Standard Test Method for Evaluating Response Robot Mobility Using Symmetric Stepfields Terrains
5.1 This test method is part of an overall suite of related test methods that provide repeatable measures of robotic system mobility and remote operator proficiency. This symmetric stepfield terrain specifically challenges robotic system locomotion, suspension systems to maintain traction, rollover tendencies, self-righting in complex terrain (if necessary), chassis shape variability (if available), and remote situational awareness by the operator. As such, it can be used to represent modest outdoor terrain complexity or indoor debris within confined areas.
5.2 The overall size of the terrain apparatus can vary to provide different constraints depending on the typical obstacle spacing of the intended deployment environment. For example, the terrain with containment walls can be sized to represent repeatable complexity within bus, train, or plane aisles; dwellings with hallways and doorways; relatively open parking lots with spaces between cars; or unobstructed terrains.
5.3 The test apparatuses are low cost and easy to fabricate so they can be widely replicated. The procedure is also simple to conduct. This eases comparisons across various testing locations and dates to determine best-in-class systems and operators.
5.4 Evaluation—This test method can be used in a controlled environment to measure baseline capabilities. It can also be embedded into operational training scenarios to measure degradation due to uncontrolled variables in lighting, weather, radio communications, GPS accuracy, etc.
5.5 Procurement—This test method can be used to identify inherent capability trade-offs in systems, make informed purchasing decisions, and verify performance during acceptance testing. This aligns requirement specifications and user expectations with existing capability limits.
5.6 Training—This test method can be used to focus operator training as a repeatable practice task or as an embedded task within training scenarios. The resulting measures of remote operator proficiency enable tracking of perishable skills over time, along with comparisons of performance across squads, regions, or national averages.
5.7 Innovation—This test method can be used to inspire technical innovation, demonstrate break-through capabilities, and measure the reliability of systems performing specific tasks within an overall mission sequence. Combining or sequencing multiple test methods can guide manufacturers toward implementing the combinations of capabilities necessary to perform essential mission tasks.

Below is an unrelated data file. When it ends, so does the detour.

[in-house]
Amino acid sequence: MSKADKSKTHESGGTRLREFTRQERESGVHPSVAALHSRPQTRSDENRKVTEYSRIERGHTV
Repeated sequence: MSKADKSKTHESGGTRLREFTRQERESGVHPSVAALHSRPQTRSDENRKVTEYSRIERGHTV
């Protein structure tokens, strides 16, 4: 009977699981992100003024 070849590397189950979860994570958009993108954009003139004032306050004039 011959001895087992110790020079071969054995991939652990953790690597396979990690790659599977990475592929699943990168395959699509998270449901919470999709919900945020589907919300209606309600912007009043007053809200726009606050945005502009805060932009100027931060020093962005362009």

1.1 This test method is intended for remotely operated ground robots operating in complex, unstructured, and often hazardous environments. It specifies the apparatuses, procedures, and performance metrics necessary to measure the capability of a robot to traverse complex terrains in the form of symmetric stepfields. This test method is one of several related mobility tests that can be used to evaluate overall system capabilities.
1.2 The robotic system includes a remote operator in control of all functionality, so an onboard camera and remote operator display are typically required. Assistive features or autonomous behaviors that improve the effectiveness or efficiency of the overall system are encouraged.
1.3 Different user communities can set their own thresholds of acceptable performance within this test method for various mission requirements.
1.4 Performing Location—This test method may be performed anywhere the specified apparatuses and environmental conditions can be implemented.
1.5 Units—The International System of Units (SI Units) and U.S. Customary Units (Imperial Units) are used throughout this document. They are not mathematical conversions. Rather, they are approximate equivalents in each system of units to enable use of readily available materials in different countries. This avoids excessive purchasing and fabrication costs. The differences between the stated dimensions in each system of units are insignificant for the purposes of comparing test method results, so each system of units is separately considered standard within this test method.
1.6 This standard does not purport to address all of the safety concerns, if any, associated with its use. It is the responsibility of the user of this standard to establish appropriate safety, health, and environmental practices and determine the applicability of regulatory limitations prior to use.
1.7 This international standard was developed in accordance with internationally recognized principles on standardization established in the Decision on Principles for the Development of International Standards, Guides and Recommendations issued by the World Trade Organization Technical Barriers to Trade (TBT) Committee.
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